The bad news for Valleydale Broadcasting LLC is that it is being hit with a fine for failing to get a required document in to the FCC on time regarding its CP for a new FM in Vaiden MS. The good news is that it still holds the license for an infraction that usually results in its surrender.
Valleydale won its CP 5/23/11, setting in motion the requirement to submit a long-form FCC Form 301 by 6/30/11. It didn’t make it to the FCC until 7/21/11.
Valleydale explained that the reason the form was late was because the station it was planning to build relied on the lack of intent for another licensee to build out WAGR-FM Lexington MS. The Valleydale station would be short-spaced to WAGR, but Valleydale was told the station was not going to be built.
However, at the last minute, the WAGR owner changed course, and Valleydale suddenly found itself scrambing to find a new transmitter location that would provide the necessary protection to the resurgent WAGR.
Valleydale also pled that the infraction was minor, did not hold up the overall auction process, and building the station was in the public interest.
In discussing the case, the FCC immediately brought up the death penalty. “Ordinarily, a winning bidder that fails to timely file the required long-form application is deemed to have defaulted, its application is dismissed, and it is subject to the default payment…”
However, in this case it generally agreed with Valleydale in most particulars and is allowing it to keep the license and construct the station in the form of granting it a waiver of the filing deadline. In particular, the FCC concluded that Valleydale was not acting in bad faith.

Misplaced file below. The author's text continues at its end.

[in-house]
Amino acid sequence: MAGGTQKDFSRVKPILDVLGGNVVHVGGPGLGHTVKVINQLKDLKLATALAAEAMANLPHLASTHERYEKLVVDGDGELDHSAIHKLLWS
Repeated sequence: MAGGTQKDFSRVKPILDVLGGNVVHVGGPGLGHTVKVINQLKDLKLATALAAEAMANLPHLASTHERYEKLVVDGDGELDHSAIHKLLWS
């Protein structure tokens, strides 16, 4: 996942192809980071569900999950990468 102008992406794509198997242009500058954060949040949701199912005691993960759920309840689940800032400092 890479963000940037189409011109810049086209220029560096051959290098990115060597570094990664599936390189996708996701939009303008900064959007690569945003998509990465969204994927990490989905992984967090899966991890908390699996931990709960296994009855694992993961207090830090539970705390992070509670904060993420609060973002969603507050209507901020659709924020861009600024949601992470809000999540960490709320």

The FCC’s generosity did not extend to getting out of the fine, set at $3K. “In this case, Valleydale was on notice that it was responsible for timely submitting its post-auction Form 301 application, but failed timely to file the Application. Valleydale contends that it relied on certain representations with regard to its preferred transmitter site. However, regardless of WAGR-FM’s licensee’s intentions or representations, Valleydale was required to protect the Channel 273C3 allotment at Lexington, and thus was required to take this into account when securing a transmitter site.”
So the fine stands.
RBR-TVBR observation: There’s good new for counsel in this one. One of Valleydale’s pleas was that it lacked counsel throughout this sequence of events.
The FCC’s words may be music to the ears of our friends in the legal and consulting engineering communities. The FCC said, “Further, while Valleydale states that it acted without benefit of counsel, we note that the decision not to retain counsel was Valleydale’s alone.”
We see it as the FCC’s way of saying that a licensee that represents itself before the Commission without adequate regulatory know-how has a fool for a client.